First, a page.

Now let’s take the above situation and amplify it some more. Say you move to New York or LA to become a professional dancer. It’s not enough to be in the city and take dance classes when you feel like it and attend agency auditions when they happen. You can’t be mad if you haven’t “made it” or booked a single job in four years simply because you made the “big move.” You can take every class and intensive under the sun, but if you aren’t talking to people and getting to know people, you are limiting your opportunities in the future. Don’t just show up. Speak out, make connections, and be part of the community.
Put In The Work
Honestly, it is that simple. Put in the work. Parents who I meet always want to know the “tips and tricks” of the industry. And while tips and tricks are great, they are only great if you have a solid foundation—the solid foundation being dance training and technique. Using “tips and tricks” to help give you that extra edge in social media, in classes, and in auditions is beneficial. Continue to do so, but make sure you are also continuously putting in the work.
What does putting in the work mean? It’s like building a house. You can order the most extravagant windows and doors but they won’t do you any good until you have a solid foundation and some walls up. There are literally thousands upon thousands of talented dancers in the world. Being a dancer is a profession, unlike many others. Compared to commerce, for example, the amount of job opportunities for dancers is a lot less and the gauge for success is very different. You have to put in the work to get the limited jobs and to continue getting those limited jobs. Putting in the work means self-discipline. It means taking dance classes consistently, fueling your body properly, cross-training, going to dance events, networking, looking up auditions, doing your research, and taking care of yourself. These are all things you have done before. But now it is just on a larger scale since this is what you want to do with your life. I’m afraid the hacks, gimmicks, tips, and tricks won’t do it. Success as a dancer—whatever that means to you—takes a monumental effort.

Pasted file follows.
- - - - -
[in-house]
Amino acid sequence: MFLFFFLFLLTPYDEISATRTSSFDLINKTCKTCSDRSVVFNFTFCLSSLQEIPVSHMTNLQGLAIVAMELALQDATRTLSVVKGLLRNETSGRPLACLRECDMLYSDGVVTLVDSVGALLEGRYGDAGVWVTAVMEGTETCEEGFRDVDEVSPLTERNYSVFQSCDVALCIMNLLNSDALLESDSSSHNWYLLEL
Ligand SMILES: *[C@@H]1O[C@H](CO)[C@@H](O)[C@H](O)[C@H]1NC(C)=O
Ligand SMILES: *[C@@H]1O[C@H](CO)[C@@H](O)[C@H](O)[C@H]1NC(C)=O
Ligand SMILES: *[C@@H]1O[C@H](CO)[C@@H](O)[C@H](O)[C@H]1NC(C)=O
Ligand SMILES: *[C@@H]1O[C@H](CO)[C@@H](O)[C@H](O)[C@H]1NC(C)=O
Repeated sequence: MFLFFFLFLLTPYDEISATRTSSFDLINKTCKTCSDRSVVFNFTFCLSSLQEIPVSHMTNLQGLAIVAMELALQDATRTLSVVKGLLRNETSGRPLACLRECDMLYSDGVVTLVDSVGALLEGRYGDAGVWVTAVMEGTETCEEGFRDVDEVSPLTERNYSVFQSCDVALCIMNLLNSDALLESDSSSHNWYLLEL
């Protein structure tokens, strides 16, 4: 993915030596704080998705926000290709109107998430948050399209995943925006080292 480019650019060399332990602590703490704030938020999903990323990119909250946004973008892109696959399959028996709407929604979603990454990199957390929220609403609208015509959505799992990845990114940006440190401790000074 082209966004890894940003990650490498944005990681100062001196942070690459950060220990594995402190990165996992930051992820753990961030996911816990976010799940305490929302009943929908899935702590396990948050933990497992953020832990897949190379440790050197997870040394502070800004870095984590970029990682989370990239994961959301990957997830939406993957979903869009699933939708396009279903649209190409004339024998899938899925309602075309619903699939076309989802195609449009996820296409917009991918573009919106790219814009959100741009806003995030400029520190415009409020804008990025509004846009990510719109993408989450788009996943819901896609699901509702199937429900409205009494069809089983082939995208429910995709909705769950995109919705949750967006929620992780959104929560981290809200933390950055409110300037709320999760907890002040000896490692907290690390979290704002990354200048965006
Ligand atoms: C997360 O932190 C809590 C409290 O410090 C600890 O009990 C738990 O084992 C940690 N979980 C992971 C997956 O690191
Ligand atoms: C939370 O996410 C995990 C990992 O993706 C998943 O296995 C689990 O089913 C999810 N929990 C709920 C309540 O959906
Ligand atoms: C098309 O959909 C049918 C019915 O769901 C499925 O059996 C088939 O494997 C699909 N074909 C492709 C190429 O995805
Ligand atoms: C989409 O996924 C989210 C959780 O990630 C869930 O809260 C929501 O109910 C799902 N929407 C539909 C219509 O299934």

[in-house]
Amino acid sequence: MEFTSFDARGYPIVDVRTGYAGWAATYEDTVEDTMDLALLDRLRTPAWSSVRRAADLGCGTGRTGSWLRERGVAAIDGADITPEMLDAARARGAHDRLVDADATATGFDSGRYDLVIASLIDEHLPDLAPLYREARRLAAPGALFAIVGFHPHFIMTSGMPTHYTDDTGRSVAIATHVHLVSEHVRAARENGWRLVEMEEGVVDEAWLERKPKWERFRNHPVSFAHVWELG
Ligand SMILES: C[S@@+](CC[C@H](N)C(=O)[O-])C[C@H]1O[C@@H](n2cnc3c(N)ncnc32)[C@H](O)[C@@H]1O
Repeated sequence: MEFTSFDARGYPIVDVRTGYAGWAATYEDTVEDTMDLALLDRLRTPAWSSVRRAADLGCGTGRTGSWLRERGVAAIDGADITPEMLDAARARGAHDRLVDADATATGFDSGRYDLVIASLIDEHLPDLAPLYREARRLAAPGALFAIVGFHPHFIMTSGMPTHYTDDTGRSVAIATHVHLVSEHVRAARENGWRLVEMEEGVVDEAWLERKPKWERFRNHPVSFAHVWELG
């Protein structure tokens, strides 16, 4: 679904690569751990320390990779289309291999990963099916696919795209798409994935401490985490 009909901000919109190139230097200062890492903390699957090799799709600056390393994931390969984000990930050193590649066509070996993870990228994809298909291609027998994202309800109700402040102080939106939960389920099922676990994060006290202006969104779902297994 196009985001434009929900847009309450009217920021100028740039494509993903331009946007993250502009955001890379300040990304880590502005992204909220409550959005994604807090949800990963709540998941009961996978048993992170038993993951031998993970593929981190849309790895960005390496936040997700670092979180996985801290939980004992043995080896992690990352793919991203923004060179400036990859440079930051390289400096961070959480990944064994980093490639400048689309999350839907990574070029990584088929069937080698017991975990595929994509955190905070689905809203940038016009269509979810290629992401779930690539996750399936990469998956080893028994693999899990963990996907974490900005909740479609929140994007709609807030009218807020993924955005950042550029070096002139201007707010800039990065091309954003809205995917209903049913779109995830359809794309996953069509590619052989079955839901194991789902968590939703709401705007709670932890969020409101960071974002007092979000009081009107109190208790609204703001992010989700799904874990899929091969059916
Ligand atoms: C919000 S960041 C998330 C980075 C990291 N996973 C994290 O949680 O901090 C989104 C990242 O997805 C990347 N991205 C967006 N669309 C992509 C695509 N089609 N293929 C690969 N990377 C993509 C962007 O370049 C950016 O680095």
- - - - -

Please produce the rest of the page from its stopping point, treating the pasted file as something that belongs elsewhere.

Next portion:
You Won’t Just Be Picked
A month before I moved to LA, I heard this advice and it has always stuck with me. Say you are in a dance class or in a convention class and the choreographer loves the way you are dancing. Say you are asked to demonstrate the combo to the rest of the class. Maybe you get filmed doing the combination and it ends up on the choreographer’s Instagram page. Awesome! Now what? Do you wait for them to call you up for a job? Let me be crystal clear: it doesn’t work like that. You will not be picked out of a sea of sometimes hundreds of dancers in a class to become the next “star” or assistant. Yes, a choreographer could see you in a class and love the way you dance. That exact situation has literally happened to me. What did I do? I went back to their class and continued to train. I kept going back and saying thank you after class until the choreographer remembered my name. And guess what. I still go back and take their class.
So be patient and continue to train with choreographers you love and with whom you have a relationship. Keep going back; keep being visible; keep communicating. When that choreographer has a performance or a job, you will have the leg up in the audition because they know you and your persistence. You still may not be right for the job, but at least you know you won’t be overlooked. So don’t sit around, waiting to be picked. You will have to make it happen for yourself.